New Delhi, July 16 : The Supreme Court on Thursday sought response from the Kerala government on petitions challenging the constitutional validity of a Kerala state law, which prohibits sacrifice of animals and birds in temples to please the deity.
A bench headed by Chief Justice S.A. Bobde and comprising Justices R. Subhash Reddy and A.S. Bopanna said that there seems to be a dichotomy, as killing animals and consuming them is allowed, but sacrificing animals, offering them to the deity and then consuming them is not allowed.
"Under 1960 law, it's permissible to kill an animal but not to be cruel to an animal. Killing is not cruelty," asked the Chief Justice. After a brief hearing on the matter, the bench issued a notice on the plea.
The observation from the top court came on a plea filed by P.E. Gopalakrishnan, contending that animal sacrifice was an integral part of his religious practice. The petitioner has challenged the Kerala High Court stating that it violates his fundamental right under Article 25(1) of the Constitution.
"If the object of the law was to ensure preservation and protection of animals, it would demand its uniform application across all religious communities," contended the plea.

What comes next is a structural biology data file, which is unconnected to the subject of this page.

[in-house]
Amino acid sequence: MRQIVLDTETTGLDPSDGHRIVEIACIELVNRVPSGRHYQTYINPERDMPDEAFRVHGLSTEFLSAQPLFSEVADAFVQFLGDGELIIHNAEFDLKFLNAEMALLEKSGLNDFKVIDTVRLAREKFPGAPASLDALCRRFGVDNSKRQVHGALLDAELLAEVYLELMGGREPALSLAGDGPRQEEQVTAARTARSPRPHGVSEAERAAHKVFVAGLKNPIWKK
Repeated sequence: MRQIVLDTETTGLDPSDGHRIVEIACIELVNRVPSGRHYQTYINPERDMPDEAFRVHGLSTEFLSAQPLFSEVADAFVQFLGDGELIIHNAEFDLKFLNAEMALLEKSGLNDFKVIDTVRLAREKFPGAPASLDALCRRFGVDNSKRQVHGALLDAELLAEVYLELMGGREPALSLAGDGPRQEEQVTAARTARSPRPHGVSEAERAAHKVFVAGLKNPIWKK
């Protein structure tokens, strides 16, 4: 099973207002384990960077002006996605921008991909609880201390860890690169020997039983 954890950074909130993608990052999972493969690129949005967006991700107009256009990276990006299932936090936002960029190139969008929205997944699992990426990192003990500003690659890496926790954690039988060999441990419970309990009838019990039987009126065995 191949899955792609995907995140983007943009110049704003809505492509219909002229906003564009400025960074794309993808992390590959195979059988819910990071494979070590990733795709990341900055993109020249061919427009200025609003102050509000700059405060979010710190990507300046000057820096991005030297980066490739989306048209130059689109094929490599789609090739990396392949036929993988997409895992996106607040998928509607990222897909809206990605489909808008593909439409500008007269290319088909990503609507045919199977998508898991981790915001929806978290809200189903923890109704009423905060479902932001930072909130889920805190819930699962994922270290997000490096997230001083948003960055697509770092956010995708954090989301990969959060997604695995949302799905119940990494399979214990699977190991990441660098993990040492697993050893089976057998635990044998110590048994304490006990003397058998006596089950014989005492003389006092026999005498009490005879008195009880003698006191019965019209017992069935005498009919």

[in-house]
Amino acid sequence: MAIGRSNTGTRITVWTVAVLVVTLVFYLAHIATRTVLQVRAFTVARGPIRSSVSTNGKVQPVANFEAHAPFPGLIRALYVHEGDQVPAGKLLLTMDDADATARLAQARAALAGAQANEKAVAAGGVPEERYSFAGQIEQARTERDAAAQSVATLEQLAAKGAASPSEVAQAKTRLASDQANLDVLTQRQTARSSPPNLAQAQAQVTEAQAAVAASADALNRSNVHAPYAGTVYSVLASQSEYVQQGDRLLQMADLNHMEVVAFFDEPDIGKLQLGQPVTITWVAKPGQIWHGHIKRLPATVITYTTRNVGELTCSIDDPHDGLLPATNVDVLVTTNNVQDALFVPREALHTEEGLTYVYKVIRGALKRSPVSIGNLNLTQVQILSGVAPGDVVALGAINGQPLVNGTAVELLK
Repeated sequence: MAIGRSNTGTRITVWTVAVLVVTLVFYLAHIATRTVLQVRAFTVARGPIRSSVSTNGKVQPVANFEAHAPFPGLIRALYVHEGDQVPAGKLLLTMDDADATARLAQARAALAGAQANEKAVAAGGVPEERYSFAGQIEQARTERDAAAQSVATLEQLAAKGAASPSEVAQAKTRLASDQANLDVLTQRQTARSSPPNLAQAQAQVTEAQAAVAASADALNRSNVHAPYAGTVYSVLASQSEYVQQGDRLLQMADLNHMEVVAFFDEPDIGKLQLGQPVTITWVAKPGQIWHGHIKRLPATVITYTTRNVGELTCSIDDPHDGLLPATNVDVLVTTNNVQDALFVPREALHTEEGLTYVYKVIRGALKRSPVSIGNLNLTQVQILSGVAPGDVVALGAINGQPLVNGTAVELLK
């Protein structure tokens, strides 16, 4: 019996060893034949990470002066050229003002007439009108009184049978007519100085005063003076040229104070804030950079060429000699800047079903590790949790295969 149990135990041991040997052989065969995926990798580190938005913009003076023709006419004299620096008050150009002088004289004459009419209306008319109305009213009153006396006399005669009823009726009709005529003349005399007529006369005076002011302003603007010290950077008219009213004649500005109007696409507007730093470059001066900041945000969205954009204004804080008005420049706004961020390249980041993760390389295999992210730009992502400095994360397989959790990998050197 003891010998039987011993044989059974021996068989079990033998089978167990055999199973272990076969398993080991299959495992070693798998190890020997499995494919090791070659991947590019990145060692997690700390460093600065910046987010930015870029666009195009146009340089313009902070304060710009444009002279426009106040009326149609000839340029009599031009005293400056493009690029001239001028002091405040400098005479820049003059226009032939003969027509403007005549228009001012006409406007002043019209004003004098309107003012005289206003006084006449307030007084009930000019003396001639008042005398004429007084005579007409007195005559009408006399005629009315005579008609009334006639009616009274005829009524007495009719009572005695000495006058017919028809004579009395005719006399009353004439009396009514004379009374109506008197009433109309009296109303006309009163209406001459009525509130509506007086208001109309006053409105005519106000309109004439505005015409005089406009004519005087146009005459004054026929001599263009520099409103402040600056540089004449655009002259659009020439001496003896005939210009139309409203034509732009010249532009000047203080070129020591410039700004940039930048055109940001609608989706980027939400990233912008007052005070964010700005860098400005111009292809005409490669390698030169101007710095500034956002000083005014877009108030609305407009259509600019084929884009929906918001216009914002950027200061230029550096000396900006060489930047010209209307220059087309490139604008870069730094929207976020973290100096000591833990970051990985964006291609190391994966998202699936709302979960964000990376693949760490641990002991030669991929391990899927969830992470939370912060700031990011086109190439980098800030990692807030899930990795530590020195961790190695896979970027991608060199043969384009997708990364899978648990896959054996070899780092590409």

The Kerala High Court had on June 16 declined to entertain a plea challenging the validity of the Kerala Animals and Bird Sacrifices Prohibition Act. The high court observed that no material has been furnished on record to establish the practice was essential to the religion.
"The impugned Act criminalises the intent behind animal sacrifice, and not animal sacrifice per se. If the sacrifice is not for propitiating any deity but for personal consumption, even in the precincts of a temple, it is not forbidden. This arbitrary classification is violative of Article 14 of the Constitution," the plea stated.
The petitioner argued that animal sacrifice is an integral part of 'Shakti' worship. He contended that as he is unable to make an offering to the deity, he apprehends facing the "wrath of Devi", and also placed several doctrinal materials on record, which included a detailed list of scriptural mandate.
According to the petitioner, these scriptures established the essentiality and inalterability of the practice of animal sacrifice as per his religious customs and traditions.